4.2 Performance Analysis
The Synopsys Processor Designer allows a fast generation of other Audio ASIP versions based on the designed one. The aim to the presented design methodology is to show that the design parameters were correctly sized. A small modification of one of them leads to totally different results. In an example before, we showed the impact of implementing two different conditional codes flags. Now we consider the impact of smaller instructions.
Few modifications are done to the ADL description to design 2-way VLIW and RISC implementations. Evaluating their performance with the audio benchmarks leads to different results in silicon efficiency as presented in figure 6.
Figure 6: Normalized silicon efficiencies achieved by different n-way processors
For the three evaluated hotspot functions, we clearly observe that n-way architectures are better than scalar ones. At the beginning of the study, taking only these 3 hotspots, 3-way architecture was 0.78 times less efficient than the 2-way one in terms on Silicon Efficiency. But for all the hostpots, the two versions were quite similar. The results given in the figure 6 after implementation refer only to the execution of the three hotspots. So if we assume that the evolution from the preliminary results to the results after implementation will be the same for all the hotspot functions, then we expect that the 3-way processor will be 1.23 times better than the 2-way one and even more versus the scalar implementation.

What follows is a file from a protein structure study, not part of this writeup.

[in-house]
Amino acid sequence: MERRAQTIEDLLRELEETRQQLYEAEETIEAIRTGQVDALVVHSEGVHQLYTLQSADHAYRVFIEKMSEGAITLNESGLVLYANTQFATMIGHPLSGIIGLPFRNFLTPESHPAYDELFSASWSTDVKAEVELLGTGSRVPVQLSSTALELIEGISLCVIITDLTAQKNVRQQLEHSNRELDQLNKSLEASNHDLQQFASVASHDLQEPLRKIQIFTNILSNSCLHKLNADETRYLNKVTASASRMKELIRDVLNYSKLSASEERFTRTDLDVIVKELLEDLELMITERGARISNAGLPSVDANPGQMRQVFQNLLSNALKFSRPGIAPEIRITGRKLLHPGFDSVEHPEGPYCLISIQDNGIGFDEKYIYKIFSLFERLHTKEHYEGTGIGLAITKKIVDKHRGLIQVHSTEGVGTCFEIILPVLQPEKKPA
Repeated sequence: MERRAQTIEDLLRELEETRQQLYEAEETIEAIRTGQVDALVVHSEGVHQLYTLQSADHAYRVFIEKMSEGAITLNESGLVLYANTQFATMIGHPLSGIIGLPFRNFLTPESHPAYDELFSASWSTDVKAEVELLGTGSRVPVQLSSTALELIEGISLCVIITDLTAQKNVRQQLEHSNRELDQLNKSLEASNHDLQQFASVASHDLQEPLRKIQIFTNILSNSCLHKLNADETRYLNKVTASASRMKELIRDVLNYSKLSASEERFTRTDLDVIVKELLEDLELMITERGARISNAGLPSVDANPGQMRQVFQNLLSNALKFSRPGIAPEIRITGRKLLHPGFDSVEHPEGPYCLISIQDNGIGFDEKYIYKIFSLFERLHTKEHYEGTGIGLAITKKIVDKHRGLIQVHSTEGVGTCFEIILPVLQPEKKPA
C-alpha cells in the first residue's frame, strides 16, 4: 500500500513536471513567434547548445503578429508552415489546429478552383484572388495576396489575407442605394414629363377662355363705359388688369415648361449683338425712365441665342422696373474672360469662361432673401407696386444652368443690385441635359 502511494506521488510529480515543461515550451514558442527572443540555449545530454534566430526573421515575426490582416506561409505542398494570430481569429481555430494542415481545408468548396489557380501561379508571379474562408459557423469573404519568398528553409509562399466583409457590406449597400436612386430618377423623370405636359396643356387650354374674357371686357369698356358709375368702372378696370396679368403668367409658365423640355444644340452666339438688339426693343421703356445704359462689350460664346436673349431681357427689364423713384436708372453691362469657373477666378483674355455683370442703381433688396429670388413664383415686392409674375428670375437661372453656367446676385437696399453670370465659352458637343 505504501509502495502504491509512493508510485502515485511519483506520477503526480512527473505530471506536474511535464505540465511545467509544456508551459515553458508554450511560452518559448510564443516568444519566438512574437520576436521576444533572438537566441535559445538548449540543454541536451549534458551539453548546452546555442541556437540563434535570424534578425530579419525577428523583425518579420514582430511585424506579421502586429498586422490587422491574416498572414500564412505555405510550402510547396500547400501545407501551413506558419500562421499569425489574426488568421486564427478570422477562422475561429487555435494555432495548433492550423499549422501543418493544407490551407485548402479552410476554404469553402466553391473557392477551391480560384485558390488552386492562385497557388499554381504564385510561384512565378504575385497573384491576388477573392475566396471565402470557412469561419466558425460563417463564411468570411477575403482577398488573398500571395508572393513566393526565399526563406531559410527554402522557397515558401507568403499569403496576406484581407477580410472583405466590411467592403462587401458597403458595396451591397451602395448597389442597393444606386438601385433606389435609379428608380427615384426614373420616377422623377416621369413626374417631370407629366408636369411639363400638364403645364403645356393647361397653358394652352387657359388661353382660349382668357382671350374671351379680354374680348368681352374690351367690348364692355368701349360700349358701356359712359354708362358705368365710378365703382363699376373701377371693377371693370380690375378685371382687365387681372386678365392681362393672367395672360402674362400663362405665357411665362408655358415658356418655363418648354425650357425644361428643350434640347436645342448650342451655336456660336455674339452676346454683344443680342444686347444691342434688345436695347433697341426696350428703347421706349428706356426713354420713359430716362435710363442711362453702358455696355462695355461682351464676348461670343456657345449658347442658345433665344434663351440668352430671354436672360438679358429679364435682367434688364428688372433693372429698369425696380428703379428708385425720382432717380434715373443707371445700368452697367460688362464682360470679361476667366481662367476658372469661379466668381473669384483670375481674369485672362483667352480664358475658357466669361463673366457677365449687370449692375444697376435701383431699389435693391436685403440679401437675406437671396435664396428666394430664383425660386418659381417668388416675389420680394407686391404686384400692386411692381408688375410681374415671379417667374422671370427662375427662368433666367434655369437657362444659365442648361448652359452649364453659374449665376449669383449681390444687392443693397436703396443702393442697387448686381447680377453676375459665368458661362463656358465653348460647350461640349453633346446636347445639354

SPARC v8 is an instruction-set for RISC processors including load/store, arithmetic, logic and shift instructions and all the necessary stuff for executing a large amount of applications. We choose the Leon3 implementation of the SPARC v8 ISA to be our referent for the ASIP performance achieved. The Leon3 has a seven stage pipeline with a Harvard architecture (with separated Program and Data memories). It includes a hardware multiplier/divider and a 3-port Register File. The special register file contains 32 registers organized in windows. The three validation functions are executed on it and its RTL implementation is gate level synthesized with the same Low-power TSMC library. The overall design size is about 0.035mm2 with a clock speed of 357MHz. In table 6 we compare both the results of the designed 3-way ASIP and the results of the Leon3 processor executing the audio applications. With the described design methodology, the audio-speech 3-way ASIP is about 70% more efficient than the Leon3 processor.
Table 6: Audio ASIP vs Leon3 Silicon Efficiencies
5. CONCLUSION AND FUTURE WORK
The applied methodology allowed a fast Design Space Exploration and an efficient sizing of the key parameters. Our methodology has several limitations:
- Manually assembly coding an entire benchmark cant be done to choose the correct architecture sizing. In the audio example, we modeled over 66% of the set of our benchmarks. This leads us to the choice of a 3-way architecture, but we have no guaranty that the remaining 34% would not modify this choice.
- Predicting the evolution of complexity can hardly be done if we are faced to complex system designs with hierarchical memories and complex network connections.
The designed VLIW ASIP was very efficient in terms of performance. But its Silicon Efficiency was badly reduced by its chip area. We noticed that the Register File took over 45% of the overall area. In future works, we will focus on reducing the overall system silicon cost.